Technology has made learning even non-technical skills much easier. From apps that can serve as guitar tuners to devices like the Jamstick+ (our review) that let you learn to play guitar from scratch, there’s no better time to be learning!
A few months ago, Christian shared his story of learning guitar and how Rocksmith helped him play like a guitar pro, but he already had some experience. However, even if you’ve never picked up a guitar before, Rocksmith has all the tools you need to get started and learn to play proficiently.
Let’s take a look at the reasons that Rocksmith is the perfect way to start learning guitar, even if you’re never touched a pick.
What is Rocksmith?
Rocksmith is a video game, but it’s better described as interactive learning software. You won’t find any plastic instruments here — Rocksmith has you plug in an actual guitar or bass into your system to use with the game, and it essentially acts as interactive tabs to teach you how to play songs.
Of course, it’s so much more than that, and your ~$40 for the game and cable could be a small investment towards learning an amazing skill.
Note that Rocksmith originally released in 2011, but Rocksmith: 2014 Edition is the current version and the one you should buy. I’ll refer to it as Rocksmith in this article, but know that you want to buy the 2014 Edition.
It Starts at the Beginning
Rocksmith doesn’t expect you to know how to even hold a guitar when you start playing. Upon booting up the game, the first lesson launches and shows you how to attach the strap, hold the guitar, and tune it. Don’t be afraid if you don’t know how to do any of this!
The game features videos with every of the 80+ lessons that can be replayed anytime. These cover everything from the bare basics that you’ll need to master before attempting to learn songs (like how to hold a pick and strum properly) to helping you learn expert techniques like two-hand tapping.
Each lesson also includes a practice track at the end which tests your mastery of the material.
Rocksmith learns from your mistakes. After every run through a song, the game lets you know what percentage of notes you hit, as well as three personalized action items to look over.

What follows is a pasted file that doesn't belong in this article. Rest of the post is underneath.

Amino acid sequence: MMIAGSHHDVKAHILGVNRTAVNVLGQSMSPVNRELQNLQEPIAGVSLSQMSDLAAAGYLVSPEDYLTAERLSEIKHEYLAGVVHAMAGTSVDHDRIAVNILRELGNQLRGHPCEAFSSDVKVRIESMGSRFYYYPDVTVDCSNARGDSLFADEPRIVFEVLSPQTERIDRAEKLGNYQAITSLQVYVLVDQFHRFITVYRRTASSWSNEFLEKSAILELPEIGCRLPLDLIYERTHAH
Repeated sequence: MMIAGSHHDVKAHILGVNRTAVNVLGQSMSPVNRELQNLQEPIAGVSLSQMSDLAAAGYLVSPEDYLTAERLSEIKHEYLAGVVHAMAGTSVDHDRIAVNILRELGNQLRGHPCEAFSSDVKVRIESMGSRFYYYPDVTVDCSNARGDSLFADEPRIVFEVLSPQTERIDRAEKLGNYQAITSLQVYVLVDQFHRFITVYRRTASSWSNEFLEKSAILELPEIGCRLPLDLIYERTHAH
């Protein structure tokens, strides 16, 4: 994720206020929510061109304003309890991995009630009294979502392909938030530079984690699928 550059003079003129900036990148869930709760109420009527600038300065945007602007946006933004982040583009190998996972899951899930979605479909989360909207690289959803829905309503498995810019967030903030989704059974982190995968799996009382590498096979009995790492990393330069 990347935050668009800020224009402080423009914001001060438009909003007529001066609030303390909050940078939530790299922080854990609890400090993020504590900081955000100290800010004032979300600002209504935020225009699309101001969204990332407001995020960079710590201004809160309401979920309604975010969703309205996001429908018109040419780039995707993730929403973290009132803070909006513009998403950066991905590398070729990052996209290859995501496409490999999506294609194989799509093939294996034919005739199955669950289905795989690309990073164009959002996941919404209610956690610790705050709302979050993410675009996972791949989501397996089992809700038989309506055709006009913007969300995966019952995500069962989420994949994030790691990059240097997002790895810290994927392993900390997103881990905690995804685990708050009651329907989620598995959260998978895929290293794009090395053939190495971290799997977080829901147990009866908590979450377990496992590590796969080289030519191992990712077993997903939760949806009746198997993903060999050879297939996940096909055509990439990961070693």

If you struggled a bit with string bends in the song, it recommends you review that lesson. Maybe there’s a particular chord in the song that you have trouble hitting — the game features full-screen chords that you can review at any time if you’re struggling.
Of course, the most adaptive feature in the game is also one of its most helpful — the game adapts the difficulty of the song to your performance. Each song is broken into sections; the first time you play a song, you’ll be playing just bits and pieces of the full song. As you perform well in a section, Rocksmith gradually increases the difficulty until you’re playing the actual notes to the song.
Thus, you can jump into songs that you once thought impossible at a low level and work your way up. It’s exciting to see the progress!
Riff Repeater: Practice Makes Perfect
So what happens when you hit a really tough section of a song? One of the greatest strengths of learning from Rocksmith comes into play — the Riff Repeater. This tool is so important for beginners because it gives you complete control over any section of any song that you want to practice.
Want to start running a section at 25% speed, gradually increasing it as you hit the notes perfectly? You can do that, and Rocksmith makes it easy. At any time, simply hitting one button brings up the Riff Repeater, where you can choose your options. Keep hammering away at that tough part at half-speed (the game automatically brings you back to the start of the section so there’s no downtime when you want to try again) and eventually, you’ll nail it.
The unique part of this is that the music still plays at the slower speed, so if you’re worried about notes blending into each other, you can separate them and still hear the music clearly. You couldn’t do that with other methods of learning guitar!
The Mini-Games Make Essential Skills Fun